[Brief digression: a reasonably large fraction of vulnerabilities are caused by integer wrapping, such as malloc(count * sizeof(type)). So even if trapping on signed overflow creates breakage in some existing programs, this must be balanced against the possibility of it mitigating actual vulnerabilities. But of course, size_t is unsigned, so it isn't likely to make that much difference, especially in modern programs. See also grsecurity's Size Overflow compiler plugin.]
The other idea is to make the language actually fully memory safe by having the compiler generate extra checking code, removing undefined behaviors such as the behavior of use after free, misindexing arrays, etc. (I'm not sure I'd call that "boring", since it's an area of active research and a practical implementation would probably require a decent amount of innovation, but that's just semantics.)
This is, of course, possible - some existing programs will break, but not too badly - but whereas the previous idea had a small performance cost, this has an enormous one. There's no getting around it. From the links in the original post:
Fail-Safe C: "Some benchmark results show that the execution time are around 3 to 5 times of the original, natively-compiled programs, in avarage"
MIRO: the report includes various benchmark results, which look generally similar or worse - in a worst case, gzip took 3881 times(!) as long to compress a 26 MB file. Also not fully memory safe.
Here is another one with "108% performance overhead on average": https://www.cis.upenn.edu/~milom/papers/santosh_nagarakatte_phd.pdf
It is likely possible to improve this by doing more extensive static analysis of compiled code, but I don't think there will be any drastic improvements in the near future. There are people for whom 3x overhead is acceptable, but I suspect most users would consider it impractical.
I think it's also worth pointing out that this cannot be done /fully/ without recompiling the world - the perfect should not be the enemy of the good, but still, it's an argument against placing too much importance on avoiding ABI breakage. As an obvious example, memcpy is an external library function, and the compiler has no way to know out of the box that the third argument must be no greater than the minimum size of the referents of the first two pointers. So you special case memcpy, or add some __attribute__ flag so it can be done generically, but that still leaves you with many other library functions that take pointer, size argument pairs. There are other examples. And at the very least you must modify the implementation of malloc and free.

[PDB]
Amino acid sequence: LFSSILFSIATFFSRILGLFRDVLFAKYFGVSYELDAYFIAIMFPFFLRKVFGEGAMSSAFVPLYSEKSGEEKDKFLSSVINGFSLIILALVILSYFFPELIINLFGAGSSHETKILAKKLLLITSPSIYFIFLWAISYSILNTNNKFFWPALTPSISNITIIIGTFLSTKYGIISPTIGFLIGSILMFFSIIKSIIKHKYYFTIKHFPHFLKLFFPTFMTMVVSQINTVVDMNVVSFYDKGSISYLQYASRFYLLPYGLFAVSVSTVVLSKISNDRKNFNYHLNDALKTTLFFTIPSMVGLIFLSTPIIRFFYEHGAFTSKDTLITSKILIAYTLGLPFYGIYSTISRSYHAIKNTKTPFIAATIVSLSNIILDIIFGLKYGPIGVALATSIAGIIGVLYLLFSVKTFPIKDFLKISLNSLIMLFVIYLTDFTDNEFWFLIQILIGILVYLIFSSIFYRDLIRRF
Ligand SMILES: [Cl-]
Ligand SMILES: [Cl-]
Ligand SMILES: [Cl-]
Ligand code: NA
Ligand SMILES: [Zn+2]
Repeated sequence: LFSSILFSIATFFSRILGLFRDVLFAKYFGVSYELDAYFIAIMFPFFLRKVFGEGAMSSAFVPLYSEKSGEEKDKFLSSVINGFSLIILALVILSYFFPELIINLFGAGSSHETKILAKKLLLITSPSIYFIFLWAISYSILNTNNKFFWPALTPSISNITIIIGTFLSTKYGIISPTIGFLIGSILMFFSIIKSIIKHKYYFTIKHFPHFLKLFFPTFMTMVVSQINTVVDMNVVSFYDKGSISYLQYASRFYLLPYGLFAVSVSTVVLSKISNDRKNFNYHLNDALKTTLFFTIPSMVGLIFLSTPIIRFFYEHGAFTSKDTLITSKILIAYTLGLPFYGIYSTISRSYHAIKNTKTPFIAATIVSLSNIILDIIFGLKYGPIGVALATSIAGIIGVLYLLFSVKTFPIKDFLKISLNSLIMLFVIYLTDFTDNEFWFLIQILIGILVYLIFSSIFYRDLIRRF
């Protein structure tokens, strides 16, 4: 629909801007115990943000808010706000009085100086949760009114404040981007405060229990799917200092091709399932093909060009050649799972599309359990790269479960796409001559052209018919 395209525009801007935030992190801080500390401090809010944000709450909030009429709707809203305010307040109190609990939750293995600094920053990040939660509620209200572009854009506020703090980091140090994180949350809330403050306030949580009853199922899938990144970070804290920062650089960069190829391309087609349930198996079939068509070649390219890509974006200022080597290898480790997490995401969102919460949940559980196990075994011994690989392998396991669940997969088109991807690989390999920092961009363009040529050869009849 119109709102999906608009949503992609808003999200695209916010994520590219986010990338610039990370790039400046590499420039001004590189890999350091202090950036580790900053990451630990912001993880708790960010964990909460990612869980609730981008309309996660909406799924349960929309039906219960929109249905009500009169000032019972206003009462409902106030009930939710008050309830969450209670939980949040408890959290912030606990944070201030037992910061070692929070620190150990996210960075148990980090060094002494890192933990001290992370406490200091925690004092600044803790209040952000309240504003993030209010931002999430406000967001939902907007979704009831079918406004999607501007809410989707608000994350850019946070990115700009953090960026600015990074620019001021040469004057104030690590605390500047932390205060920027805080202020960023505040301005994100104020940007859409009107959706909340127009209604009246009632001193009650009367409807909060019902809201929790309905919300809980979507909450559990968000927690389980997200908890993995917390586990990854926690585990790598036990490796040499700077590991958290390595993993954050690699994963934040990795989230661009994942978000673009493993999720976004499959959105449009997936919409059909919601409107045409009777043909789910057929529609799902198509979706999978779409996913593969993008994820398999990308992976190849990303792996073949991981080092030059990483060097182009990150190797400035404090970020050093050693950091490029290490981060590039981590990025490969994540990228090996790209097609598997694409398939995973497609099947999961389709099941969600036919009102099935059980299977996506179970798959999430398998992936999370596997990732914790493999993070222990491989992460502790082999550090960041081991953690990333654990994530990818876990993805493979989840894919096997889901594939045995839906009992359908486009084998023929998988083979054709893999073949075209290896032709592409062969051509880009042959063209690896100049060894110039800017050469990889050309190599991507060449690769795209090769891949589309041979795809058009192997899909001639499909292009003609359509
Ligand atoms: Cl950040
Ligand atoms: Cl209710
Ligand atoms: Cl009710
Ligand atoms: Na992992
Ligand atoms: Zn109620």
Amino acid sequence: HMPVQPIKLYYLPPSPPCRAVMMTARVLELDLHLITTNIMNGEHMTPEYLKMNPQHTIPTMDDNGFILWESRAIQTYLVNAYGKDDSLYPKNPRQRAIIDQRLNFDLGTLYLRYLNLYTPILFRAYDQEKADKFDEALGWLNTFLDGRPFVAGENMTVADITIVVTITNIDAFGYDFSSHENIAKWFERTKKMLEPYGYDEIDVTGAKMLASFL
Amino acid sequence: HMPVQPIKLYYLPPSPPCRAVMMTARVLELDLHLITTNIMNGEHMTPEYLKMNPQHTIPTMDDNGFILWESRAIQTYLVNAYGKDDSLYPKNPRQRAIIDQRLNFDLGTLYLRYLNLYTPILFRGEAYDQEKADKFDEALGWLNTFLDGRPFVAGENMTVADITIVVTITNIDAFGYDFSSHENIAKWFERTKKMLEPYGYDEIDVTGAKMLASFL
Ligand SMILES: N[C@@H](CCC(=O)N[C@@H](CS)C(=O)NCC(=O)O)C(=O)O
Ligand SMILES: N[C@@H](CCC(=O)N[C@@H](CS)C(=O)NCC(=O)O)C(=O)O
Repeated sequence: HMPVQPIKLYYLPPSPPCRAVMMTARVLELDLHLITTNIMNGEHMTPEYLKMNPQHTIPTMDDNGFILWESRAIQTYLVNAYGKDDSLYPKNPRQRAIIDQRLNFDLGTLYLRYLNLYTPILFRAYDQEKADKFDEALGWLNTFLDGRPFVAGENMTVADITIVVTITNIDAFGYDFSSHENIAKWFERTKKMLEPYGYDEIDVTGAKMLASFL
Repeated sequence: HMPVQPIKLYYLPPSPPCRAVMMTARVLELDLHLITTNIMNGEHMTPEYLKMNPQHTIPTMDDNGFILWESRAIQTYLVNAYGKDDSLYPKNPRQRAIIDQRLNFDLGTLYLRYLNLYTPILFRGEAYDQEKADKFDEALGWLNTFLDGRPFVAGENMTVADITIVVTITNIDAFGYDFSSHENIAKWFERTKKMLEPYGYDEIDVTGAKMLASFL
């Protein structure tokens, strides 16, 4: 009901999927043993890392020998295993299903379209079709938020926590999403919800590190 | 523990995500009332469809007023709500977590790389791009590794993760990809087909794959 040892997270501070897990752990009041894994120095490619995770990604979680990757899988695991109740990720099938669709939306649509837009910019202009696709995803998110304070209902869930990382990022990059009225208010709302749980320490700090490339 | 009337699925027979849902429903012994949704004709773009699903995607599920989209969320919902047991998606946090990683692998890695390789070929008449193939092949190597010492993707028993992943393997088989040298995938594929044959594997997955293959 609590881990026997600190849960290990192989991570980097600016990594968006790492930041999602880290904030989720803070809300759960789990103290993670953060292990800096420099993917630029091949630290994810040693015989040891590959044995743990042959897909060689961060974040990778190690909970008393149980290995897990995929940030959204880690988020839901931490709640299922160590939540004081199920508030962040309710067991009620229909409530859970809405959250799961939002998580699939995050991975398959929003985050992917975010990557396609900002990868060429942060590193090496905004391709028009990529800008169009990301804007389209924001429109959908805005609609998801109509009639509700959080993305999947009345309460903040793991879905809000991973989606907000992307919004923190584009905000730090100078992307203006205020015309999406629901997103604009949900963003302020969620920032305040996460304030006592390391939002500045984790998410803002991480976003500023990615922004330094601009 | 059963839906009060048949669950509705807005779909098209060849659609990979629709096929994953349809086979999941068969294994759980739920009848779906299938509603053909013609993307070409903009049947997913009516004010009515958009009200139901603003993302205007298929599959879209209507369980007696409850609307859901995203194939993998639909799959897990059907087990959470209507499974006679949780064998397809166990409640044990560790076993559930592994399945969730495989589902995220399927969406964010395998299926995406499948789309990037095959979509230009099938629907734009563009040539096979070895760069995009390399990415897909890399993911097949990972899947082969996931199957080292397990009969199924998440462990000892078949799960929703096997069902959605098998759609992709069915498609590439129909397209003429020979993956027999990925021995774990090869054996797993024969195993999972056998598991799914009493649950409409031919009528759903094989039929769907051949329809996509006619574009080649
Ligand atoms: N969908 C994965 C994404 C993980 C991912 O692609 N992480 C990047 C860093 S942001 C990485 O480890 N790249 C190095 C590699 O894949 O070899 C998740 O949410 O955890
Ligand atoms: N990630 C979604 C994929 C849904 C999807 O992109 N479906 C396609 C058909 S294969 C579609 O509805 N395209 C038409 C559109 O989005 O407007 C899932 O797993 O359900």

FWIW, the news is not all bad. Especially in modern C++ programs - which significantly mitigate array bounds checking issues compared to typical C ones by using containers like std::vector and std::map rather than directly touching pointers, although of course not completely, and you can do similar things in C (but few do) - a large fraction of vulnerabilities seems to be caused by use after free. This can be mostly eliminated just by using a conservative garbage collector, with much lower overhead. But of course this does not provide complete safety.
Fantastic and amazing idea.
I more than 10 years thinking about this each time when setup wrong version of VisualStudio or fight with circular library dependency MinGW on Widnows.
Most gcc not so bad but can't understand what is version installed on this platfrom and who use autotools know what it is just _magic_ bash code.
Who develop tottaly crosplatform software hands up! Another painful platform is to super verbose Mac OS X compiler populate my stderr to many notification's.
Also think about how to replace autotools to more human radable solution like SCons it wery cool but require Python!
This opens an opportunity to deprecate behavior which was undefined to support architectures that are no longer available.
This won't solve everything by any means, but will allow some of the icky bits to become defined.
Hallo Mr. Bernstein ! I think I will speak for many if I say: after qmail and
other .tgz(s) we like v. much it's "natural" to us to just wait and then
be surprised by very well written CC we can download from cr.yp.to :)
</joking>. No one have right to tell you what you should be doing/reserching. But
"idea was crossed" - design, feature list (or blacklist) would be something to start
things up. Or starting community to "just" discuss things ? I'm sure many was (I was)
convinced even if thread shows some doubts. And many would love help.
Don't you think the C language is in hopeless position where any attempt to define its undefined behavior will break a lot of existing C code?
Personally I think we did ourselves a lot of harm by abandoning Pascal in favor of C. I don't recall any undefined behavior in Pascal, and I was big fan of its features, modularity, compile-time and runtime checks, ability to directly inline assembly code, fast single-pass compilation, and good quality of generated code. Had we put so much investment in development of Pascal language, now we would have been in much better position with respect to security, performance and ability to audit the software. But fashion and popularity won, as with many other areas of Computer Science, so now we have suboptimal, but widespread, C and C++.
I think not much can be done about the current state of C. Efforts to change C will take not years, but decades. I think faster way is to slowly move to languages without undefined behavior. This will also be long process, but at least time will be spent to create better software, not to do Sisyphean task of fixing the unfixable.
Recompilation with compiler that detects undefined behaviors just results in compilation error - BUM! - you got "So far unknown error found!" message
for "free" and error needs to be fixed. Becouse _using_ undefined behavior is usually a omision. Or optimization that is supouse to breake a bit later.
So it's more a new test case then a breakage.
But in any of that temporary broken programs how many lines needs to be fixed ? 50% ? 10% 0.001% LoC ? IMO it's not a "lot". But topic is probably
about creating secure software.
One nice thing is my backend is a 1:1 dumb translation of code to assembly, the performance is terrible, but at least testing and auditing the whole thing is far more feasible than testing every code path in something like gcc/clang.
To expand on that, it is about 5k-6k LOC and self hosting.